Seriously good. But a 9 needs to be outstanding. I am glad this bottle is in my collection, and I can savour it for some time to come. I recall driving to purchase it from a bottle shop in Footscray during one of the various Melbourne 2020 lockdowns – the trip was worthwhile. But I know a 9 when I taste it, and this isn’t it.
North Star Vega 20 Year Old Blended Malt Limited Edition 7
Distilled June 2000 and bottled October 2020 at 43.5% ABV. 600 bottles produced. Sold out in Australia.
Colour: Brown sherry.
On the nose: I pour a healthy dram of this and leave the room for a short while. When I come back, the aromas are filling the room. Spiced rum, amaretto, brown Belgian ale, rye bread. Some time later I return to this dram and am getting spring onions on the front of the nose and warm choc chip biscuits down deeper.
In the mouth: On the bottle North Star proclaims this to be “a sweet and spicy blended malt Scotch Whisky” and I can’t argue with either of those descriptors. There’s chocolate fudge, maple syrup, some oak. It’s all quite mild and well composed at that lower ABV. I also get cloves, fig sauce, hot cross buns and plum jam. This is a good whisky to warm the bones on an icy winter’s evening.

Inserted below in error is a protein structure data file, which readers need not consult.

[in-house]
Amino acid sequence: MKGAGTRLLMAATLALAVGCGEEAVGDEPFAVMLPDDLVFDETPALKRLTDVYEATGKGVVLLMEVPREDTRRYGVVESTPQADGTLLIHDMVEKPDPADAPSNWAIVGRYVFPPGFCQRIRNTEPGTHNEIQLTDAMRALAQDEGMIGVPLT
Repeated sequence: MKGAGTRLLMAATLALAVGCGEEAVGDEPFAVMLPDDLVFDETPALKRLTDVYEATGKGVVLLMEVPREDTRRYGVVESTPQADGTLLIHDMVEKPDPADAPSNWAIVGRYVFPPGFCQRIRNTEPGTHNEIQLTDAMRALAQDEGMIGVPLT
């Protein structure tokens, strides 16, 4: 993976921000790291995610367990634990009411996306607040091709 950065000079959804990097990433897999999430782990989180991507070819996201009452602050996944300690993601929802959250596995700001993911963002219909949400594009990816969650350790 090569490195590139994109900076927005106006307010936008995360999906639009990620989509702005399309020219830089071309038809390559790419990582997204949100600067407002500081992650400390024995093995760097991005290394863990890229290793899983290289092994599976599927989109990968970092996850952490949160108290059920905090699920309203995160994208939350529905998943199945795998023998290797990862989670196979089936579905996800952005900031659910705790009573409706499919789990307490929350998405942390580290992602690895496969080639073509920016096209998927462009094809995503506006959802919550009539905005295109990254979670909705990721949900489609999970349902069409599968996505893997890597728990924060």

The Vega is a fine dram, I’d give a generous pour of it away to anyone who could tell me what is in the blend. Conversely, some of the magic of the Vega range is in not knowing. Sometimes it’s better not to know how a magician does their tricks.
We end this journey defeated. Some high-quality bottles – and this is reflected in the scores – but no 9. On the bright side, not finding a 9/10 means I must keep on going. It is out there somewhere. In whisky, the journey can be as rewarding as arriving at the destination.